The Duke of Norfolk turned up at this point.


But he was too late. The Yorkist right wing was under pressure now, as was the left.


The Lancastrians exploited the gap they had made in the centre of the Yorkist line.


The Yorkist left win broke first, and with it the army.


The Lancastrians held their archers back for the whole game, winning the battle with a steady advance by their men-at-arms.


This was a lovely looking game with some nice scenario-specific rules to give it flavour. It probably needs some tweaking and fine-tuning, but it's certainly one we'd do again.

Friday, 27 March 2015

Medieval High Drama

You think your most recent game had a dramatic finish? Pah! My most recent game had a dramatic finish! Oh yes it did!

Let's travel back in time to the 15th century ... WHOOSH!


OK, it's another dodgy photo of what was supposed to be some troops set up at the start of a game of big-battle DBA 3.0, featuring a French Ordonnance army against a Wars of the Roses English. Gary and I took the heroic French, whilst Caesar, Ralph and Peter were the perfidious English.

Here's the battle a turn or so in. The English had worked light cavalry around the French right, which was where their knights were massed, ready to charge. In the centre the solid English longbowmen faced of French men-at-arms, whilst the outclassed French archers lurker i the wood. And on the French left more archers and men at arms faced yet more English archers and men-at-arms, lus a grand battery of artillery.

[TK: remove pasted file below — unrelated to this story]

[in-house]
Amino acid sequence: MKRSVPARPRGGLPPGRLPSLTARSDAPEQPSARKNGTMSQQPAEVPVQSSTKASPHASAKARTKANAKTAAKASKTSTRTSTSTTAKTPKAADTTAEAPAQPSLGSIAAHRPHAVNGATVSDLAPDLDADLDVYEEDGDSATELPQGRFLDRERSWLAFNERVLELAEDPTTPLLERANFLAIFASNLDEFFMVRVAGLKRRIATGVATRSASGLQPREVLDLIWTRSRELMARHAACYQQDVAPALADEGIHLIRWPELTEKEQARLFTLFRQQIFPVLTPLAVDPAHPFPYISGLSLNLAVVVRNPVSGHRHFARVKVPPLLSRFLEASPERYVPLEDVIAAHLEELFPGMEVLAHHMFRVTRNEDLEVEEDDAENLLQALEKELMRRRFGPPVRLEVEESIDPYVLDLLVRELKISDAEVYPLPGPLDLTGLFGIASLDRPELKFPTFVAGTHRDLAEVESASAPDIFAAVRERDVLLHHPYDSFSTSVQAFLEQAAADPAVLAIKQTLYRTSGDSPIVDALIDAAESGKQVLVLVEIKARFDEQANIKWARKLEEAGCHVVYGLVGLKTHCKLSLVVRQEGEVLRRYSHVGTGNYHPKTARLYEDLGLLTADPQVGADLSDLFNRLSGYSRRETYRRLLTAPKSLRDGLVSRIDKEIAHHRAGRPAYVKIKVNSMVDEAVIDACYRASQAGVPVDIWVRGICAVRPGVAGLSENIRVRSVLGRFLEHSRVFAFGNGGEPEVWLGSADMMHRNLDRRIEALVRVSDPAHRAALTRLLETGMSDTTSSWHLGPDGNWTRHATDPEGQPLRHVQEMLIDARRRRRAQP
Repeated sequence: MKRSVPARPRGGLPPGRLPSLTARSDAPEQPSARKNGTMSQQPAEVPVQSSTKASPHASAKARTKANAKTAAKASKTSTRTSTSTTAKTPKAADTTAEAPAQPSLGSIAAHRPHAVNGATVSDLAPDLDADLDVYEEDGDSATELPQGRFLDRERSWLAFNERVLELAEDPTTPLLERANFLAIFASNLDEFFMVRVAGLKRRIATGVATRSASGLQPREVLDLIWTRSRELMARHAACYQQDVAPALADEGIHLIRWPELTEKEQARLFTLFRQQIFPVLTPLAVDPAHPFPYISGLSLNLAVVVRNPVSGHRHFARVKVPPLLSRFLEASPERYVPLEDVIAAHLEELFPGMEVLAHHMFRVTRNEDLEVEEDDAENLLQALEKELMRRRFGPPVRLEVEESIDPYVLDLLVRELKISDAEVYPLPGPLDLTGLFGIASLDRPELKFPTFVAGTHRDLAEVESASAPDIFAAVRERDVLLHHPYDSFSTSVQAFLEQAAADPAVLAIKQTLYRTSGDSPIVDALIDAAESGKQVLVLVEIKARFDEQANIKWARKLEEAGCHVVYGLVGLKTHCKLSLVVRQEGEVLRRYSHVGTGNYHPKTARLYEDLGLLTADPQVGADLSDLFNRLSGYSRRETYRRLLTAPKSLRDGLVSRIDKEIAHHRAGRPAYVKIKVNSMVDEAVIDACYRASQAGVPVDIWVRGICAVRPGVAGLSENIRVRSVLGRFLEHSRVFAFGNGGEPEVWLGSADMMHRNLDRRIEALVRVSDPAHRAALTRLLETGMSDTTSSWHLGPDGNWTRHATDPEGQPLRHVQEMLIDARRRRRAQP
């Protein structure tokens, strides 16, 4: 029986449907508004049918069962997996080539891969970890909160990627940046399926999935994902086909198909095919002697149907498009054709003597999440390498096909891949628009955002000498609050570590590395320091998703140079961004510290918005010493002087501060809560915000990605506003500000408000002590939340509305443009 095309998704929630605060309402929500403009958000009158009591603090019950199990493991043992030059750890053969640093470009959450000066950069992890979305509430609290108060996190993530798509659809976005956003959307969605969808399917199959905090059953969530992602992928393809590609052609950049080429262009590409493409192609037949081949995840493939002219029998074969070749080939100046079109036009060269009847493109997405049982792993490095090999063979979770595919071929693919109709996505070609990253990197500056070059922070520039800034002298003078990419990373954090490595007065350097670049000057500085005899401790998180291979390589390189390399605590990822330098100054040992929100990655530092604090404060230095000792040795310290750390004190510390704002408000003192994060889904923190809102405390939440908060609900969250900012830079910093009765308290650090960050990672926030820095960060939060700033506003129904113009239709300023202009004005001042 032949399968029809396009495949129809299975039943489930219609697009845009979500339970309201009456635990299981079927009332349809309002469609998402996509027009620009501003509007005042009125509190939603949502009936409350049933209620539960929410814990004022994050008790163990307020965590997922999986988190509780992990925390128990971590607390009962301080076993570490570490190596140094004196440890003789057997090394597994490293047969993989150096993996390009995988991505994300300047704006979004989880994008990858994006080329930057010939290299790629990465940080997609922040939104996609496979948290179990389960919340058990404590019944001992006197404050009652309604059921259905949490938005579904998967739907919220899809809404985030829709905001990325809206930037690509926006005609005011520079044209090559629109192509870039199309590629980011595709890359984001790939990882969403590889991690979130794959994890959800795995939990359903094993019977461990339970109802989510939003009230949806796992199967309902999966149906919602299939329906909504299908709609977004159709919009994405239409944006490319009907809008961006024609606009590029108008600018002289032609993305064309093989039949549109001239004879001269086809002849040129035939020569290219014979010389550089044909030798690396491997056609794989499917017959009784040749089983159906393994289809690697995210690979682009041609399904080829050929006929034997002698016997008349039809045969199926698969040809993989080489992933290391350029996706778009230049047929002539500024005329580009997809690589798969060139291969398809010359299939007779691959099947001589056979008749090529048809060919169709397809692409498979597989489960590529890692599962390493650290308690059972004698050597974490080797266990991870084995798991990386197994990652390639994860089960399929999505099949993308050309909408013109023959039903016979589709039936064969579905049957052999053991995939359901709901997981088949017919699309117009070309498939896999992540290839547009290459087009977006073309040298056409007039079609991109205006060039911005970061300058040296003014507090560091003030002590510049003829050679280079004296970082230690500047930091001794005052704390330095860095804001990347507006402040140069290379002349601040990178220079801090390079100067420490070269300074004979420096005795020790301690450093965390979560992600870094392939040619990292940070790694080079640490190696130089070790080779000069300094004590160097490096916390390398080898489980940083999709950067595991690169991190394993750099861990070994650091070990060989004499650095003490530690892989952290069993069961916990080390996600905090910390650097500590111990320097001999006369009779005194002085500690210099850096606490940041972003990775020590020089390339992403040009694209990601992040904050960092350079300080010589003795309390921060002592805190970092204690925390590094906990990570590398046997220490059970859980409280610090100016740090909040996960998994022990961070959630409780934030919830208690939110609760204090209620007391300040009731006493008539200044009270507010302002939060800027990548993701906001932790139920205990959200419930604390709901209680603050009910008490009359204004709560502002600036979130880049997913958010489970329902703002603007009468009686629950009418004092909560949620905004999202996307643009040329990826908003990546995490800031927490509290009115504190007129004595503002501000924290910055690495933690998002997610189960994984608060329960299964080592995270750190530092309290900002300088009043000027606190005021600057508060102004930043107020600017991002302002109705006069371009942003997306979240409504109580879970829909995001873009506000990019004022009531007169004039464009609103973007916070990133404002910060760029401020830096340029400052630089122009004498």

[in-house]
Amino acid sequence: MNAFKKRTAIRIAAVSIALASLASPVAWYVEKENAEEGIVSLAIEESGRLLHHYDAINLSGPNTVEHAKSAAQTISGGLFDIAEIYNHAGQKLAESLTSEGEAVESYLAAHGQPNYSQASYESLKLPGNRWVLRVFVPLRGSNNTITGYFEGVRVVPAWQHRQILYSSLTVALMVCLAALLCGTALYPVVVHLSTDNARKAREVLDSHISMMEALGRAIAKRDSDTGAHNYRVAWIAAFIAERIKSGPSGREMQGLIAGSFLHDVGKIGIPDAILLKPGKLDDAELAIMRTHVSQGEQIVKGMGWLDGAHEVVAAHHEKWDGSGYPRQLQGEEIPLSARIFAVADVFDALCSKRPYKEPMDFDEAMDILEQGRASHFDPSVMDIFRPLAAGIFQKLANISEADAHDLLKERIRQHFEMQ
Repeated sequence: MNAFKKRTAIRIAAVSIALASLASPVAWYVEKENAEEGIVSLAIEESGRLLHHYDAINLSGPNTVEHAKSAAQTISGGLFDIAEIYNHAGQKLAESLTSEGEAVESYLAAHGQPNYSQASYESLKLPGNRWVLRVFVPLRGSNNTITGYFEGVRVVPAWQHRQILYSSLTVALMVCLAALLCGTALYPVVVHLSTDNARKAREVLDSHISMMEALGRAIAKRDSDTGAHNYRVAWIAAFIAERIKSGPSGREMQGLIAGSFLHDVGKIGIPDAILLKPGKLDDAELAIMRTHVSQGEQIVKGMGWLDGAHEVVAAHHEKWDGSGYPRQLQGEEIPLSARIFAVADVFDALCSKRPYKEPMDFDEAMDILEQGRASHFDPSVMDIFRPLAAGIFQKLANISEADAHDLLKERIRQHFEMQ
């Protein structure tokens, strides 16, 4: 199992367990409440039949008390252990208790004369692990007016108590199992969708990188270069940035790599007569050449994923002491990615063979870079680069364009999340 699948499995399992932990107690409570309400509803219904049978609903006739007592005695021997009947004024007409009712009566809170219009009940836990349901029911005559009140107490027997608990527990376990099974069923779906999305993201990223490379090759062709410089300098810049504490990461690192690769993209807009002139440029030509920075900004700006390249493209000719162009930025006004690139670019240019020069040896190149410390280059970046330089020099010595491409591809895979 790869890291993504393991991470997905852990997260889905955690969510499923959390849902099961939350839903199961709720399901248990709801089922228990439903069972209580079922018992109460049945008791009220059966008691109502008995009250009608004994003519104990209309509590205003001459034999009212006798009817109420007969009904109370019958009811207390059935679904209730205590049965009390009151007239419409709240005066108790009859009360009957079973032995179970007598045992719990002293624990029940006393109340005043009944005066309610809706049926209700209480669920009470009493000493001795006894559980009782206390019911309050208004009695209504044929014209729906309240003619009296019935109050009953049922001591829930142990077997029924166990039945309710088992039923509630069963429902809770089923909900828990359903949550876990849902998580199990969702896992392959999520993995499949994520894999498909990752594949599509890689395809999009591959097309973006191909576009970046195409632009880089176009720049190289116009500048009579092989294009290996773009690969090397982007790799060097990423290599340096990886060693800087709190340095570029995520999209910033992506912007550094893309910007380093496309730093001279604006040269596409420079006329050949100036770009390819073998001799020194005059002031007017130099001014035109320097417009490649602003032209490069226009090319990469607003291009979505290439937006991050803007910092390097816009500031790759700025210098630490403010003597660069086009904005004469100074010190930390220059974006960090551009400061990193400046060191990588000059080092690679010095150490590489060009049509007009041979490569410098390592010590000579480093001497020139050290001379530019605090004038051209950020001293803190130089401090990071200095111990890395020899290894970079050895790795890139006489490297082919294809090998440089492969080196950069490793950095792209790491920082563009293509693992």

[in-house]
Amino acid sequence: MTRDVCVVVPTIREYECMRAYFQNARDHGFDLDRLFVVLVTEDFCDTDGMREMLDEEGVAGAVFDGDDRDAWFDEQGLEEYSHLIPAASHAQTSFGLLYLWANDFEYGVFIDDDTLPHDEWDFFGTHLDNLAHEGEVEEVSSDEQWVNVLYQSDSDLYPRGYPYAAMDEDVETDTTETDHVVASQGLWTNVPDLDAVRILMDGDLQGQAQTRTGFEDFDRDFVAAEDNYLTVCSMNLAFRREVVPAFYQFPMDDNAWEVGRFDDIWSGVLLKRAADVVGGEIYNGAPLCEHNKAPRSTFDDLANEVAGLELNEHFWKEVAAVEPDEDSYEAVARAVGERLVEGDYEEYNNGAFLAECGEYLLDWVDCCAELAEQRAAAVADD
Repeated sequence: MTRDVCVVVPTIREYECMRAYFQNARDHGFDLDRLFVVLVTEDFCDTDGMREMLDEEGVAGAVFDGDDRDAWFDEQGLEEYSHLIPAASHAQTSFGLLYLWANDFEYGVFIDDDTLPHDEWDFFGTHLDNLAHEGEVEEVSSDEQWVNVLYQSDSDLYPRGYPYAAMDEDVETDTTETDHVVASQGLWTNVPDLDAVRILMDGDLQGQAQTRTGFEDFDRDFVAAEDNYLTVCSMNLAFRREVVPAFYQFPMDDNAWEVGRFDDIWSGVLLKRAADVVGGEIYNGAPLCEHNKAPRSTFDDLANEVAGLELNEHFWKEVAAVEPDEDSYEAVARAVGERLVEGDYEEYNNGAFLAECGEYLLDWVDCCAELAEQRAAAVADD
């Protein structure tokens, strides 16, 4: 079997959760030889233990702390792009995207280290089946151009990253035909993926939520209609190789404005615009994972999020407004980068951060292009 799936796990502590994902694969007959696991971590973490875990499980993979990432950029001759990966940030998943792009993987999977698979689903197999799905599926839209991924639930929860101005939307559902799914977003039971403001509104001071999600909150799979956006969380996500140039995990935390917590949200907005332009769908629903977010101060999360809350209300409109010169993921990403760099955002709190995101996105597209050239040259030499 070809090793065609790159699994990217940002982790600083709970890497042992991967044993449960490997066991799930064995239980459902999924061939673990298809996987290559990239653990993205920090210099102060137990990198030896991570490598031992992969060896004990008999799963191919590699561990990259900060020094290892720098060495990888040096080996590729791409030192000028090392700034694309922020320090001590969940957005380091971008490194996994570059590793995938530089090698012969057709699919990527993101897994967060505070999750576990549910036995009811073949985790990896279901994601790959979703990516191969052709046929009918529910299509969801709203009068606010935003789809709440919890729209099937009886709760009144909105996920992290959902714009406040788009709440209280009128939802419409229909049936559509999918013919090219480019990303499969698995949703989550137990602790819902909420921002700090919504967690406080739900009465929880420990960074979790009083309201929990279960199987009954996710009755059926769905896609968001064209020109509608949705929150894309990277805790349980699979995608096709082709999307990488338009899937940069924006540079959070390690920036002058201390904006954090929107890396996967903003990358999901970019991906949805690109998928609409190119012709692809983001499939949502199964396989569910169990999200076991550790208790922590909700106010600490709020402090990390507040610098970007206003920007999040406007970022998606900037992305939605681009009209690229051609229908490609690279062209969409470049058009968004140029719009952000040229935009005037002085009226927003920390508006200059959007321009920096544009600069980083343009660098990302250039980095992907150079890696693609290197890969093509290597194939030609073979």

The English, painted by Caesar.


A typically English sneaky trick.


The French knights were supported by heroic peasants and between them they showed the English that their light cavalry were no match for armoured noblemen on horses backed up by a half-starved rabble.


On the other flank Peter was happy, despite the destruction of the English artillery. But the French were closing in.